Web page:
Monday, March 15, 2010

Split Level Pudding

For our second BWD: Baking with Dorie Challenge, it was my pick once again and I decided on Split Level Pudding on Page 384 and 385 in Dorie Greenspan's Baking: From my home to yours .

I found it quite hard trying to decide which recipe we should make next since everything in the book looks and sounds so delicious. I finally settled on the Split Level Pudding and was really looking forward to this recipe. I have been baking up a storm lately so making a pudding appealed more to me. Plus, pudding had been a childhood favorite of mine, and a good homemade one always brings back fond memories.

The ingredients of the pudding were straight forward with most of the items already in my pantry and refrigerator. Unfortunately, I found the process of making the recipe nothing short of complicated and I have made quite a few puddings in my life. Growing up in Germany we didn't have Jell-o type puddings and everything was the kind you had to cook. Most of those were a pre-mixed cornstarch powder which you added sugar and a little milk to form a paste which in turn was added to boiling milk. So when this version called for the food processor I should have been leery and followed my instincts. However, I did  follow the recipe almost exactly to the very end which is when I decided the mixture wasn't going back into the food processor and I used a whisk to add the butter and vanilla.

While the pudding was delicious, creamy and eaten by everyone in the house, there are a few things I would change if I made this pudding again. I would leave my food processor alone and  sift the cornstarch and salt, then add the sugar and egg yolks and give it a good whisking. Also instead of slowly adding the hot milk/sugar mixture to the other ingredients in the food processor, I think you can just add the cornstarch mixture slowly to the hot milk while whisking until everything comes to a boil.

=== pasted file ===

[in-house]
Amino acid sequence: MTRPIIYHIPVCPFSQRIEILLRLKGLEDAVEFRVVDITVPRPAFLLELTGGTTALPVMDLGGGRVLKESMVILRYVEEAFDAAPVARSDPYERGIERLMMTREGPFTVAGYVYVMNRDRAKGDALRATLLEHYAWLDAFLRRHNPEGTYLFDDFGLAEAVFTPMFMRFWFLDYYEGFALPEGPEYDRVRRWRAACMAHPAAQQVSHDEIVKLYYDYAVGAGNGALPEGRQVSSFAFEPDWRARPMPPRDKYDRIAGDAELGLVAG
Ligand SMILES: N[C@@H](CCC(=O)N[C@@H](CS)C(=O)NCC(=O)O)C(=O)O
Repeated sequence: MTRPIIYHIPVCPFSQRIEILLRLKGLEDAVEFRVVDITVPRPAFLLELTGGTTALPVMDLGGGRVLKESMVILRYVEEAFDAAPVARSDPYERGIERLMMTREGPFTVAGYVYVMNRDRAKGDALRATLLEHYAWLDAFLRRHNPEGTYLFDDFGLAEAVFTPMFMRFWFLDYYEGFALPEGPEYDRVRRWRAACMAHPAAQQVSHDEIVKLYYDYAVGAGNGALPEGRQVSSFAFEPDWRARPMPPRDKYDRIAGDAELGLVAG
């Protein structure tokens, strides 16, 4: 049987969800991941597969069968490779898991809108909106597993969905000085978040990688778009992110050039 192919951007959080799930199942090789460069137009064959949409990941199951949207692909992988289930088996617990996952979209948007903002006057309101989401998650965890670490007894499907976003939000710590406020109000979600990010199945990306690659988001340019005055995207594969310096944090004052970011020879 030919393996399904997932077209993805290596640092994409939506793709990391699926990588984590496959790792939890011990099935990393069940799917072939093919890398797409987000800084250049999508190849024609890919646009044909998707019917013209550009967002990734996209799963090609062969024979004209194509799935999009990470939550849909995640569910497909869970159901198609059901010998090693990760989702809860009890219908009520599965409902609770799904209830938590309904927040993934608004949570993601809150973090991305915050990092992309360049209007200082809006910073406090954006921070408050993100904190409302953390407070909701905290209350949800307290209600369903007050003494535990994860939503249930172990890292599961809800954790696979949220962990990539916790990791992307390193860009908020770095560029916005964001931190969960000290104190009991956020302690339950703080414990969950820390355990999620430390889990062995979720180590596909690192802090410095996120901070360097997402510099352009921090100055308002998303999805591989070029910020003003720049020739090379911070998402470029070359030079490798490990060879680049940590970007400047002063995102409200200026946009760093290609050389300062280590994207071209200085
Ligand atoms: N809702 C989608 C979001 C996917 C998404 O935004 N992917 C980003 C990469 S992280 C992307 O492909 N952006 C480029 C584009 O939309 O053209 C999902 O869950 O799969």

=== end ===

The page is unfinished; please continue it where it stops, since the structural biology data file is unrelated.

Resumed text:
The pudding says it makes 6 servings but even with small 6 ounce ramekins I found it to only make 5 portions unless you want to have very very thin layers.

It is a great pudding especially if you try to appeal to both chocolate and vanilla lovers. The texture is smooth and the pudding is creamy. The chocolate layer calls for bittersweet chocolate but I could see this with anything from milk to semi-sweet chocolate. And as far as flavoring the custard part I guess the sky is the limit and most flavors from coffee to almond or coconut would work as well as the vanilla. I will make this pudding again, but next time I will try my simplified method.

Check out Grapefruit's and Elizabeth's pages to see what they thought about this pudding and what new and interesting things they came up with.

For our next BWD in two weeks (the 29th of March) it is Grapefruit's pick with Gingered Carrot Cookies on Page 162. So if any of this has peeked your interest and you want to join the fun with us next time, just shoot me or Grapefruit an email and we'd be more than happy to have you.

Split-Level Pudding